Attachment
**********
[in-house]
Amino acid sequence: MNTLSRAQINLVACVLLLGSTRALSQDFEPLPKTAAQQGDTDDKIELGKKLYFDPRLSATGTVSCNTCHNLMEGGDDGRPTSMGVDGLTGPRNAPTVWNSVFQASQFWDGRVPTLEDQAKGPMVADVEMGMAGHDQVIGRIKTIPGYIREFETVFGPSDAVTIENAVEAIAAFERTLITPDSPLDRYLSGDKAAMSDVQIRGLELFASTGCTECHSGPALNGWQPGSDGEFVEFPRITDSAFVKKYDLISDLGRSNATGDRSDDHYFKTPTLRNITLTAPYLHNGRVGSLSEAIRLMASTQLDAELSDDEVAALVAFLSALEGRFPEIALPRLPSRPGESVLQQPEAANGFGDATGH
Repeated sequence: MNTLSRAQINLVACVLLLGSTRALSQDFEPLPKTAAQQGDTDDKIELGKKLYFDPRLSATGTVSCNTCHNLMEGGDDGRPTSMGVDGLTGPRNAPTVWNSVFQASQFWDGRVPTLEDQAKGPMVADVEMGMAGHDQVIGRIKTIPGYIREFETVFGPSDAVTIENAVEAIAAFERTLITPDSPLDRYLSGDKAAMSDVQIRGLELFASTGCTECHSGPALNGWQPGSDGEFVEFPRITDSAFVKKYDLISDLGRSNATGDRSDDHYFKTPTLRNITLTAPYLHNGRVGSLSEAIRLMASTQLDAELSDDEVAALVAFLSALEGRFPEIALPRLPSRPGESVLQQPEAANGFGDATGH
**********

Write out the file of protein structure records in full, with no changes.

[in-house]
Amino acid sequence: MNTLSRAQINLVACVLLLGSTRALSQDFEPLPKTAAQQGDTDDKIELGKKLYFDPRLSATGTVSCNTCHNLMEGGDDGRPTSMGVDGLTGPRNAPTVWNSVFQASQFWDGRVPTLEDQAKGPMVADVEMGMAGHDQVIGRIKTIPGYIREFETVFGPSDAVTIENAVEAIAAFERTLITPDSPLDRYLSGDKAAMSDVQIRGLELFASTGCTECHSGPALNGWQPGSDGEFVEFPRITDSAFVKKYDLISDLGRSNATGDRSDDHYFKTPTLRNITLTAPYLHNGRVGSLSEAIRLMASTQLDAELSDDEVAALVAFLSALEGRFPEIALPRLPSRPGESVLQQPEAANGFGDATGH
Repeated sequence: MNTLSRAQINLVACVLLLGSTRALSQDFEPLPKTAAQQGDTDDKIELGKKLYFDPRLSATGTVSCNTCHNLMEGGDDGRPTSMGVDGLTGPRNAPTVWNSVFQASQFWDGRVPTLEDQAKGPMVADVEMGMAGHDQVIGRIKTIPGYIREFETVFGPSDAVTIENAVEAIAAFERTLITPDSPLDRYLSGDKAAMSDVQIRGLELFASTGCTECHSGPALNGWQPGSDGEFVEFPRITDSAFVKKYDLISDLGRSNATGDRSDDHYFKTPTLRNITLTAPYLHNGRVGSLSEAIRLMASTQLDAELSDDEVAALVAFLSALEGRFPEIALPRLPSRPGESVLQQPEAANGFGDATGH